Ruud Elmendorp, a video journalist in Africa, writes about his experiences in the job
“Monsieur le journaliste? Votre interview avec le ministre est a deux heure.”
Mister journalist? Your interview with the minister is at two. Thank you, I say to the lady on the phone. Finally I managed to arrange an interview with a minister in Rwanda.
Some hours later I set up my tripod and camera, and start asking my questions. There I am with a small digital camera – and myself only. The minister is told that I am a correspondent for Dutch national television – normally the type of media you would expect to come with a camera man, reporter and a boom operator for the sound. The very kind and distinguished minister doesn’t give a wink about my solitary presence, and comments profoundly on the issues I raise.
Just because he’s used to it.
Before 2000 I was the typical television reporter coming with a crew. When the small digital cameras entered the market I took the challenge to do it on my own. As early video journalists we for some reason were forced into an innovative and creative approach. We had to do something different to the traditional crews, and so we did.
That was before I moved to Africa.
Here I saw that almost every television person is a video journalist. Most local television channels cannot afford full crews, and they depend on one-man-bands. No need to come up with other approaches or styles of storytelling. The video journalists bring news just as the traditional crews do.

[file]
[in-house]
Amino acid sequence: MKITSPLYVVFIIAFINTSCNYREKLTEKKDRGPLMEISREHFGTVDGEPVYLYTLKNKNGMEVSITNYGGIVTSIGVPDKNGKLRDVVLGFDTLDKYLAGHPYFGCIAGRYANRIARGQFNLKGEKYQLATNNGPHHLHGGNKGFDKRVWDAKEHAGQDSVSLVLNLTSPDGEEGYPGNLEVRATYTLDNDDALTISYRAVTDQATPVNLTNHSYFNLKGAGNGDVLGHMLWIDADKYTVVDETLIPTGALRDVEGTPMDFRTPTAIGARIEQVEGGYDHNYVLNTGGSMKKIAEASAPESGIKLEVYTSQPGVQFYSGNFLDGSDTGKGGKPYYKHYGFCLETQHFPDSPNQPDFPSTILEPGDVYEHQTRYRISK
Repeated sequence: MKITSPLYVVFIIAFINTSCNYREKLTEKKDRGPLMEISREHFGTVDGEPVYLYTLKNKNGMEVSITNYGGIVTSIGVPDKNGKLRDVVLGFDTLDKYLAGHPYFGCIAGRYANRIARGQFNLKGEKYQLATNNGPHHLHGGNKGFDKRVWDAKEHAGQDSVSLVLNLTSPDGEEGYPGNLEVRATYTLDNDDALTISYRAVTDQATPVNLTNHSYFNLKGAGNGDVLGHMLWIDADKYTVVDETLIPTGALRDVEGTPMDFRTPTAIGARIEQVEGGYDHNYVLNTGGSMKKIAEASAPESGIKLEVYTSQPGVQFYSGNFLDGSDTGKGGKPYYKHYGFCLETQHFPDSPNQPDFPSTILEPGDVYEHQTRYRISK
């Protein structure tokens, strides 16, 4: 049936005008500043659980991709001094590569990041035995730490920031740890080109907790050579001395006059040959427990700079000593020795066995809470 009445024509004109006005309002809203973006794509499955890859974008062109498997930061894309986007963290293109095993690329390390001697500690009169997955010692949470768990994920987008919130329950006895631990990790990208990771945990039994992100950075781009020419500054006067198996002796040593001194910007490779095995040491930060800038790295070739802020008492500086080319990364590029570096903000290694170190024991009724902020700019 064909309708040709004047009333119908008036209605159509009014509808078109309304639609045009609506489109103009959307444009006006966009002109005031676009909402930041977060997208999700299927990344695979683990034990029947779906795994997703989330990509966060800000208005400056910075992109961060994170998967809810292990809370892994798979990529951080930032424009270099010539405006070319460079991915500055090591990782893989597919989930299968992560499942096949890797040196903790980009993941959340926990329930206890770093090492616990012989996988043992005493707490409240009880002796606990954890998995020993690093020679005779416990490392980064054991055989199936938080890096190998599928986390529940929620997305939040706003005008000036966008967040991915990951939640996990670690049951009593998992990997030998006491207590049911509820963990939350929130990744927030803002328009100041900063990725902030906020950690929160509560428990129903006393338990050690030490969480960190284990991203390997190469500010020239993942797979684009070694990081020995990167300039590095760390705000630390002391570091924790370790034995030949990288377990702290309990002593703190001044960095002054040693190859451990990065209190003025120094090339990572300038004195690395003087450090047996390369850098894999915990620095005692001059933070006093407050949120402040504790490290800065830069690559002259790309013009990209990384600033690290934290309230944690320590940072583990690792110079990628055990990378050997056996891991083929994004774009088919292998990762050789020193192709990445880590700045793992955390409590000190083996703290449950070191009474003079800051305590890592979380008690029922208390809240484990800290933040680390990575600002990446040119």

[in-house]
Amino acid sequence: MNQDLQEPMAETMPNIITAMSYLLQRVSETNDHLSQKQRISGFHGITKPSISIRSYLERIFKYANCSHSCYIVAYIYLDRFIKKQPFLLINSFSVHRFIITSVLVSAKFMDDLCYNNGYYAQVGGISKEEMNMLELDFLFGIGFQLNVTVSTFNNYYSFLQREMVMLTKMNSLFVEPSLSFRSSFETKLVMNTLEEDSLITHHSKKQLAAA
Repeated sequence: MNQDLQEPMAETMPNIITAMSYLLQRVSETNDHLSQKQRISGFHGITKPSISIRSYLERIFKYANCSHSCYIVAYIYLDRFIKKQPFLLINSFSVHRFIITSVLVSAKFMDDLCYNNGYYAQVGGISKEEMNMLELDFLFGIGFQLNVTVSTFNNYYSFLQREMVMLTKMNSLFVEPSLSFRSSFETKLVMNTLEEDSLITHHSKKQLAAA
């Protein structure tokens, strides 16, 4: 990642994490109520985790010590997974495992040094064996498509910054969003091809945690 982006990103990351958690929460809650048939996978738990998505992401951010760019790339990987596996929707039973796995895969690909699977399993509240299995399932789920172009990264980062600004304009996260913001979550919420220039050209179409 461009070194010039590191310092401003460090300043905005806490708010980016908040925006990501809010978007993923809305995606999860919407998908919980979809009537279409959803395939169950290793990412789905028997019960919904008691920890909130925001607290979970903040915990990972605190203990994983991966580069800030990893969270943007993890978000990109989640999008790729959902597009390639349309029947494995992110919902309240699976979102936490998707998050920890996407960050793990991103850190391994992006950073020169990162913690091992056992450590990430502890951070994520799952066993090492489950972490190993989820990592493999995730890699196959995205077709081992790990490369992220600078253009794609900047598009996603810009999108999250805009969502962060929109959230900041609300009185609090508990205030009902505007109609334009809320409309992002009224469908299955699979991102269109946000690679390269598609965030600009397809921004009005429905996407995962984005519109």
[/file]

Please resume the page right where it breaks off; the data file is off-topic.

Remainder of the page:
The camera which is still mostly in use is the good old Sony PD150 or 170. However over the last years there has been a slight shift towards lower end HDV cameras, although they will be switched to DV or DVCAM and 4:3 aspect.
Here we’re talking about major national channels, because there is also a group of other video journalists carrying older and smaller cameras. These VJ’s are freelancers for the local channels or stringers for BBC or CNN. They really know their stuff, make reasonable shots, and know which questions to ask.
Being a VJ is about logistics.
In many African countries you have to a be a video journalist to move around. In remote areas it’s difficult to travel with a full crew, or you have to rent an expensive 4×4. A VJ can hop in local transport, or even board humanitarian or military flights taking the last and only, lucky-for-you, seat.
There are so many times it happened to me like that, and on arrival you’d discover that none of the traditional crews had made it there. That’s of course best, and it happens often.
It’s the same with borders. A video journalist can easily cross since the camera will be stowed away in your backpack, and no customs officer will bother. No need to fill out temporary import forms, or to pay deposits. They just consider you a tourist.
Being a VJ is about press freedom.
In several countries in Africa the press is free, as long as it doesn’t criticize the government or other big entities too openly.
It means that when things get dirty, it will become difficult for journalists to get there.
The fun part about it is that you will not openly be denied access. They let you go through friendly but lenghty accrediation procedures. If you get accredited at last, the event you were looking for will be long gone. Most journalists by then will have moved to other things to report on, and that’s what they’re aiming at.
Still, in the end your accreditation will only be a piece of paper, or a stamp. On the way you will find roadblocks manned by police officers who of course never heard of it, and can only let you pass after paying a hefty bribe.
The video journalist would be long back from shooting that same event, by being one of the passengers on local transport.
Being a VJ in Africa is about being able to report on matters you think are important.